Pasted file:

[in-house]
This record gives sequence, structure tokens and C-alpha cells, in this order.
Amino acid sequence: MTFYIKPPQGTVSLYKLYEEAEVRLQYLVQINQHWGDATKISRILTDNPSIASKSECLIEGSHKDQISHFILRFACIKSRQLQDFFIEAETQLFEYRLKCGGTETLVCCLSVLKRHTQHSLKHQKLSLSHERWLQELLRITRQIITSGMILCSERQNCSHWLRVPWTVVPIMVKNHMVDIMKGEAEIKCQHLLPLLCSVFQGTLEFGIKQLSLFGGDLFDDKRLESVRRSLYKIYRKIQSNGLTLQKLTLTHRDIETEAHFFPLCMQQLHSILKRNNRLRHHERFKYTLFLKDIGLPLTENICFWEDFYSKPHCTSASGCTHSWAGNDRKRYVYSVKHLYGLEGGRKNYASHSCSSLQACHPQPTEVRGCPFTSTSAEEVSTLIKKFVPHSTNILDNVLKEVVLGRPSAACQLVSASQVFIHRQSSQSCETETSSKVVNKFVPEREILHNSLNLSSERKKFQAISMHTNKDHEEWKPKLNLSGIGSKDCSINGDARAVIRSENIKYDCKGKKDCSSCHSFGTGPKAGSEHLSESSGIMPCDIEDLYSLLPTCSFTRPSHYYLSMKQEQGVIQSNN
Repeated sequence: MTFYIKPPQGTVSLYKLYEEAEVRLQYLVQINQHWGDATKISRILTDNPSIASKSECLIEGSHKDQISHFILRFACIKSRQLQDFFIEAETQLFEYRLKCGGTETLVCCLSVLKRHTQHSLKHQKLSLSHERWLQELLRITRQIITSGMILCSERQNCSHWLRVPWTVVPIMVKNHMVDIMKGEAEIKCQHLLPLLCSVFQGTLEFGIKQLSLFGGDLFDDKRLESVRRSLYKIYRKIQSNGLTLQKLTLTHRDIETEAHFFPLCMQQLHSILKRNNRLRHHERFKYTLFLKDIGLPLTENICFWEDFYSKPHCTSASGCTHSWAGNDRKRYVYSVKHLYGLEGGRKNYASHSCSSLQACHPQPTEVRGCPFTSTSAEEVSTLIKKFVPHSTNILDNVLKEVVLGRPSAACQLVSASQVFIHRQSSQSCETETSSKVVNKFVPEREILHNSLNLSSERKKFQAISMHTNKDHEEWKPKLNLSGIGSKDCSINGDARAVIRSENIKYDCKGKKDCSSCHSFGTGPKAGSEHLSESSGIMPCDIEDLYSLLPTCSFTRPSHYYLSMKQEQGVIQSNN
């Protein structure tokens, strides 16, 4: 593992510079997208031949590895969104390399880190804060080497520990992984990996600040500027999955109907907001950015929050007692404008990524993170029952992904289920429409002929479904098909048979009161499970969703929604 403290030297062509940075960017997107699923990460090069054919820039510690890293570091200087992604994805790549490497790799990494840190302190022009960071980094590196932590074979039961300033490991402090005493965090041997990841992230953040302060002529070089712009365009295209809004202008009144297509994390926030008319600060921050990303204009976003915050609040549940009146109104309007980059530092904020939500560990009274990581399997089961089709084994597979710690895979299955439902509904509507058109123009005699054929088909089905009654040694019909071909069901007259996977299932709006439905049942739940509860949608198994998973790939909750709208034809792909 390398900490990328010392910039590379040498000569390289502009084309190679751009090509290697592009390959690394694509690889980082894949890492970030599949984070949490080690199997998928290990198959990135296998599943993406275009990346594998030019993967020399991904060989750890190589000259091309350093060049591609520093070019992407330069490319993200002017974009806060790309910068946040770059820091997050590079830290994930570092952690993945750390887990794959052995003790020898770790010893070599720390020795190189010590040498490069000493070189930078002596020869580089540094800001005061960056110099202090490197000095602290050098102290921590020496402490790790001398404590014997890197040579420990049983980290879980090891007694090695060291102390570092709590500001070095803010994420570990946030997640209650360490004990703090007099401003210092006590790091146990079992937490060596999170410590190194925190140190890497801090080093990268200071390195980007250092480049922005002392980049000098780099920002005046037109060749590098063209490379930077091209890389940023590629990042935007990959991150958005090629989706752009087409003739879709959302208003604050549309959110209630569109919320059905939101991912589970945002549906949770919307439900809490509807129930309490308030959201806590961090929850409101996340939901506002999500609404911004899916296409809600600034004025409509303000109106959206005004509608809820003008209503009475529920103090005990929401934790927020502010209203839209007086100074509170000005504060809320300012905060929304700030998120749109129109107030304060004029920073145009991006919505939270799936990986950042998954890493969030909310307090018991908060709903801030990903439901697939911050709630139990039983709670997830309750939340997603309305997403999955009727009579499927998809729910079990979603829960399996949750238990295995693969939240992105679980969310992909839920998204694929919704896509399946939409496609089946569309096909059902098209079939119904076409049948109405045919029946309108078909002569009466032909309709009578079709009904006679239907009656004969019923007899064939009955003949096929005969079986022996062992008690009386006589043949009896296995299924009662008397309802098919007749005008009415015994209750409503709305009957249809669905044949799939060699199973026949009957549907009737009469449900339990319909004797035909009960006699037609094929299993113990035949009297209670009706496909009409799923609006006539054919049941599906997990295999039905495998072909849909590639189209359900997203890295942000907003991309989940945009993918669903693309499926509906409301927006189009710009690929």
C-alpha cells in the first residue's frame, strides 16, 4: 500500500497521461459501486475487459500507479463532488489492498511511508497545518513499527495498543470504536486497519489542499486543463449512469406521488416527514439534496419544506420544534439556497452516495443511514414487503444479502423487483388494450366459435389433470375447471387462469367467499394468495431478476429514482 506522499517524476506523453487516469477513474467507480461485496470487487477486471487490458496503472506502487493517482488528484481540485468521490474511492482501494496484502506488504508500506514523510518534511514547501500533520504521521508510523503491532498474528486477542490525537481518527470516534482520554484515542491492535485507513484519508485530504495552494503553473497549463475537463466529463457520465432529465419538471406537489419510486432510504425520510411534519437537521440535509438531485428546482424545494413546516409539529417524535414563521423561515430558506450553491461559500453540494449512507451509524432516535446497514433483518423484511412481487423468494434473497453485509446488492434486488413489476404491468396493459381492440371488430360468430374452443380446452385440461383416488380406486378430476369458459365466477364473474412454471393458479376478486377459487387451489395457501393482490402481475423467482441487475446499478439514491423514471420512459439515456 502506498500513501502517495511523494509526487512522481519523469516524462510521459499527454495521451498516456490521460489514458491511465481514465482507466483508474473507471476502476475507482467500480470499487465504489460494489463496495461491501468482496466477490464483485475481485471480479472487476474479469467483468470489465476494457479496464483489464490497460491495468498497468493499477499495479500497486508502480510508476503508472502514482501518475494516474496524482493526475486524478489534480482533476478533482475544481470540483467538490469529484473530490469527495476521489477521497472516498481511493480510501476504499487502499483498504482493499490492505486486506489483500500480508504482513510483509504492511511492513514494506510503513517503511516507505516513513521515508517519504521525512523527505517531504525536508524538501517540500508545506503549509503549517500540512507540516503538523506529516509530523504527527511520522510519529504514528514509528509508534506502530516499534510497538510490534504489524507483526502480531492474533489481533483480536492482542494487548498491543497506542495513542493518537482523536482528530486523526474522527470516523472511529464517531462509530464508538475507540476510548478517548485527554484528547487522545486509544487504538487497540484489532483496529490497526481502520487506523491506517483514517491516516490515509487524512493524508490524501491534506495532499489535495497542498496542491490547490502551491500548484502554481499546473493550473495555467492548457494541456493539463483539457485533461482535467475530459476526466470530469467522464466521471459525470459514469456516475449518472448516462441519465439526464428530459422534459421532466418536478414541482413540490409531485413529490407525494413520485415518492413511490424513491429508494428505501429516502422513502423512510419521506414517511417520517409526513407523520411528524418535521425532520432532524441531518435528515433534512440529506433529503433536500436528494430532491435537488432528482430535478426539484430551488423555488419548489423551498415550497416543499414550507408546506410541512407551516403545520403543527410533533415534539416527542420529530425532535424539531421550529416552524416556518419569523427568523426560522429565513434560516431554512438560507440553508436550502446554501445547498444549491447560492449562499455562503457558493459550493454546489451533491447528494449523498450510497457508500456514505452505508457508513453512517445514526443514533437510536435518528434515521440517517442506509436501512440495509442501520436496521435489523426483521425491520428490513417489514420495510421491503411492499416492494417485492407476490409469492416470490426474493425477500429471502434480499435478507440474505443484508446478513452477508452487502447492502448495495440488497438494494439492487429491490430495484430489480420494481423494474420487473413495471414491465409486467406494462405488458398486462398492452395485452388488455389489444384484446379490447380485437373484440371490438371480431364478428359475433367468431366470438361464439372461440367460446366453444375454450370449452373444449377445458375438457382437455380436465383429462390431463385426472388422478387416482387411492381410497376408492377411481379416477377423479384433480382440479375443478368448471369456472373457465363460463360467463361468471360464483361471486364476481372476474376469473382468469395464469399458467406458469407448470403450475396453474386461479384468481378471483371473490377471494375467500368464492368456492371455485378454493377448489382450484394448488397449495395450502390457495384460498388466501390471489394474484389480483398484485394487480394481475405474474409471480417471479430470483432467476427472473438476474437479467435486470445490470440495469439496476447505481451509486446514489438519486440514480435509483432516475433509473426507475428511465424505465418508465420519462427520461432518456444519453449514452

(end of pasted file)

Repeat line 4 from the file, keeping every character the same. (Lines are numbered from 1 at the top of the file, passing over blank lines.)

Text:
Repeated sequence: MTFYIKPPQGTVSLYKLYEEAEVRLQYLVQINQHWGDATKISRILTDNPSIASKSECLIEGSHKDQISHFILRFACIKSRQLQDFFIEAETQLFEYRLKCGGTETLVCCLSVLKRHTQHSLKHQKLSLSHERWLQELLRITRQIITSGMILCSERQNCSHWLRVPWTVVPIMVKNHMVDIMKGEAEIKCQHLLPLLCSVFQGTLEFGIKQLSLFGGDLFDDKRLESVRRSLYKIYRKIQSNGLTLQKLTLTHRDIETEAHFFPLCMQQLHSILKRNNRLRHHERFKYTLFLKDIGLPLTENICFWEDFYSKPHCTSASGCTHSWAGNDRKRYVYSVKHLYGLEGGRKNYASHSCSSLQACHPQPTEVRGCPFTSTSAEEVSTLIKKFVPHSTNILDNVLKEVVLGRPSAACQLVSASQVFIHRQSSQSCETETSSKVVNKFVPEREILHNSLNLSSERKKFQAISMHTNKDHEEWKPKLNLSGIGSKDCSINGDARAVIRSENIKYDCKGKKDCSSCHSFGTGPKAGSEHLSESSGIMPCDIEDLYSLLPTCSFTRPSHYYLSMKQEQGVIQSNN